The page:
Interesting Snippets & Buildings not open to public
On the one corner is the First National Bank – the bank has occupied this position since the beginning of the 20th Century, first as the Natal Bank, then Barclays and now First National.
On the opposite corner was the Standard Bank which occupied the corner from 1889, when the bank first opened for business in Dundee, until the new Standard Bank was built in the 1990’s. While a bank, the clock on the front of this building was always regarded as the official time in Dundee.
There is a wonderful story of how the gold from the Standard bank was carried to safety out of Dundee in coffins, just before the battle of Talana. Legends and myths add colour to the actual historical events.
From Victoria turn left into Gladstone Street and walk along the row of shops to the Methodist Church. This row of little shops was built and operating by 1905 as photographs of the major snowstorm in that year show.
93 Mckenzie St (PH)
Otto Siedle owned Mine Stores in Glencoe. His daughter Perle trained as an opera singer and during the Second World War stood on the end of the pier at Durban harbour and sang to every troop ship entering or leaving the harbour – even on the day that she got the news of her own son’s death. Perle Siedle Gibson was known as the “Lady in White”. Growing up she spent many of her school holidays in this house.
In 1935 McKenzie Street was renamed in honour of John McKenzie, mayor of Dundee. The street had originally been Ladysmith Road and was the main thoroughfare into Dundee from the Ladysmith direction and out towards Vryheid.
Rosevean (PH) 16 Union St
Built by Mr Harvey of the millers Harvey and Retallack in 1892. This building was occupied and used as the Boer headquarters during the occupation of Dundee from 22 October 1899—15 May 1900.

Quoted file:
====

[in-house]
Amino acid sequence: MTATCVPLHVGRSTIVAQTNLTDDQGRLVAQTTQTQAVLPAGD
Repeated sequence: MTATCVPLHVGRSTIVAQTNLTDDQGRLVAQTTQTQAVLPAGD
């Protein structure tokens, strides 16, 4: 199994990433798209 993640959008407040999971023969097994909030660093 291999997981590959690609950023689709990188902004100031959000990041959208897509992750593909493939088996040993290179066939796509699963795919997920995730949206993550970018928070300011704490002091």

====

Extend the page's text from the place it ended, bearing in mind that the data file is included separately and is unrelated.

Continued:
Built in the mid 1890’s this home was originally set in a large property. The entrance gates led of Smith St. However, with subdivision of property all the land surrounding this lovely home has been developed and it has lost is magnificent setting, although still a superb example of the architecture and wealth of the time.
Built in 1896 by Mr A.A. Smith a lawyer in Dundee. It has a remarkable Victorian conservatory, magnificent Victorian tiled verandahs, pressed steel ceilings and ornate Victorian fire places. The original stables are still on the property.
This is a declared Provincial Heritage Site.
It was built in 1894 and used as a boy’s school, which could accommodate 20 boarders comfortably. It stood in large grounds, much of which has been subdivided and sold off over the years, but it still has remarkably few changes to the building over the last century.
Now Penryn Guest House. Built in 1910 this was the first double storey house in Dundee. Dr LLoyd who lived here had his medical surgery in one of the rooms on the ground floor that led off the verandah.
Built in the mid 1920’s by Mr Johnstone of the from Johnstone and Keith. Magnificent mahogany bookcases and shelving units were imported from London to be fitted into this house. At the same time as the house was being built Johnstone and Keith also had the contract to build the Dundee Club. They had ordered a curved stained glass window for the club with the letters DC entwined in coloured glass, but on its arrival found that the space that had been left was too small and the window did not fit. Mr Johnstone then built it into the dining room of his own home. If you view the house from Oldacre St you can still see the letters DC along the top of the curved glass window.
Built in 1892 by Mr Talbot the chemist in Dundee. This home is a remarkable example of the style of the time, with locally produced bricks and beautiful wooden floors, skirtings and yellowwood window sills throughout the house.
This is a declared Provincial Heritage Site.
It was from 1924 – 1957, the home of the minister. A new home was built adjacent to the church and thus this building ceased to be used and was sold.
Bellevue (PH) 95 Smith St
Built in 1894 this property was part of the original Orange Grove Dairy. The bluestone buildings which were used for selling milk stood among an Orange Grove (hence the name), but sadly over time and with the sub division of the property all but one of the original dairy buildings have been demolished.
The house at the corner of Gladstone and Albert St was the home of Mr “Sniffy” Smith, mine manager of the Dundee Colliery.
Shembe is a combination of Zulu culture and Christianity and has gained popularity in recent times. You will see circles of white stone which demarcate the prayer area. A number of these exist on the fringes of the town can be seen in the area. The followers of this religion wear white robes.